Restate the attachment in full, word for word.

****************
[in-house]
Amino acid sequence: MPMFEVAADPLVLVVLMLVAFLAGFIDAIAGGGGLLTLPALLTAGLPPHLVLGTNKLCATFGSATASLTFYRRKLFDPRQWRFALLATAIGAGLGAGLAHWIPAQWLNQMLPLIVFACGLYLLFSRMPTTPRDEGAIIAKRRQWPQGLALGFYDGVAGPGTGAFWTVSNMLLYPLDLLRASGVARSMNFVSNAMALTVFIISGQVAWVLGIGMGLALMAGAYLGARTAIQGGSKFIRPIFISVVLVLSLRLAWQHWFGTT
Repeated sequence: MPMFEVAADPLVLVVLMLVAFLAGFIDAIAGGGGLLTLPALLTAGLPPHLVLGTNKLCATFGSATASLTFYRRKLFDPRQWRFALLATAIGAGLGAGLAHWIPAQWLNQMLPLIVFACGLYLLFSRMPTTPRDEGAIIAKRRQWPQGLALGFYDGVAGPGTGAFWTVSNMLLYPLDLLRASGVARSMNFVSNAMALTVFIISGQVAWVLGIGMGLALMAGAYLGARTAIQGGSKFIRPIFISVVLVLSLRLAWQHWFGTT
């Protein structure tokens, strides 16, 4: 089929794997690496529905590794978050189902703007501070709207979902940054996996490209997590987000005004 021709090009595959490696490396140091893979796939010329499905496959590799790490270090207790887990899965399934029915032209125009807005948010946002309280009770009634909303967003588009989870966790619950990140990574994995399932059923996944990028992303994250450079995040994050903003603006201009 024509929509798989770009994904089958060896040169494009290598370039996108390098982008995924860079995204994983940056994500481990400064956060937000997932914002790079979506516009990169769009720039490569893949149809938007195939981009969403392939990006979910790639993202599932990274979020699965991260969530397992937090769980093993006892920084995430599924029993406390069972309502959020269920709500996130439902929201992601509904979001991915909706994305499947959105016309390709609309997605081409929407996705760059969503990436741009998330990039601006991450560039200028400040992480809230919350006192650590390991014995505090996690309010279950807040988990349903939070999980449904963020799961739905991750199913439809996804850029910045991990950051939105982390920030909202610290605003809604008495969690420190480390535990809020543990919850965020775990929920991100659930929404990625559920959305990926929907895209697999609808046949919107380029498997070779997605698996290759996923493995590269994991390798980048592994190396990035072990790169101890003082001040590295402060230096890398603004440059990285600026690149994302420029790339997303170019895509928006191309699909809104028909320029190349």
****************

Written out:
[in-house]
Amino acid sequence: MPMFEVAADPLVLVVLMLVAFLAGFIDAIAGGGGLLTLPALLTAGLPPHLVLGTNKLCATFGSATASLTFYRRKLFDPRQWRFALLATAIGAGLGAGLAHWIPAQWLNQMLPLIVFACGLYLLFSRMPTTPRDEGAIIAKRRQWPQGLALGFYDGVAGPGTGAFWTVSNMLLYPLDLLRASGVARSMNFVSNAMALTVFIISGQVAWVLGIGMGLALMAGAYLGARTAIQGGSKFIRPIFISVVLVLSLRLAWQHWFGTT
Repeated sequence: MPMFEVAADPLVLVVLMLVAFLAGFIDAIAGGGGLLTLPALLTAGLPPHLVLGTNKLCATFGSATASLTFYRRKLFDPRQWRFALLATAIGAGLGAGLAHWIPAQWLNQMLPLIVFACGLYLLFSRMPTTPRDEGAIIAKRRQWPQGLALGFYDGVAGPGTGAFWTVSNMLLYPLDLLRASGVARSMNFVSNAMALTVFIISGQVAWVLGIGMGLALMAGAYLGARTAIQGGSKFIRPIFISVVLVLSLRLAWQHWFGTT
């Protein structure tokens, strides 16, 4: 089929794997690496529905590794978050189902703007501070709207979902940054996996490209997590987000005004 021709090009595959490696490396140091893979796939010329499905496959590799790490270090207790887990899965399934029915032209125009807005948010946002309280009770009634909303967003588009989870966790619950990140990574994995399932059923996944990028992303994250450079995040994050903003603006201009 024509929509798989770009994904089958060896040169494009290598370039996108390098982008995924860079995204994983940056994500481990400064956060937000997932914002790079979506516009990169769009720039490569893949149809938007195939981009969403392939990006979910790639993202599932990274979020699965991260969530397992937090769980093993006892920084995430599924029993406390069972309502959020269920709500996130439902929201992601509904979001991915909706994305499947959105016309390709609309997605081409929407996705760059969503990436741009998330990039601006991450560039200028400040992480809230919350006192650590390991014995505090996690309010279950807040988990349903939070999980449904963020799961739905991750199913439809996804850029910045991990950051939105982390920030909202610290605003809604008495969690420190480390535990809020543990919850965020775990929920991100659930929404990625559920959305990926929907895209697999609808046949919107380029498997070779997605698996290759996923493995590269994991390798980048592994190396990035072990790169101890003082001040590295402060230096890398603004440059990285600026690149994302420029790339997303170019895509928006191309699909809104028909320029190349």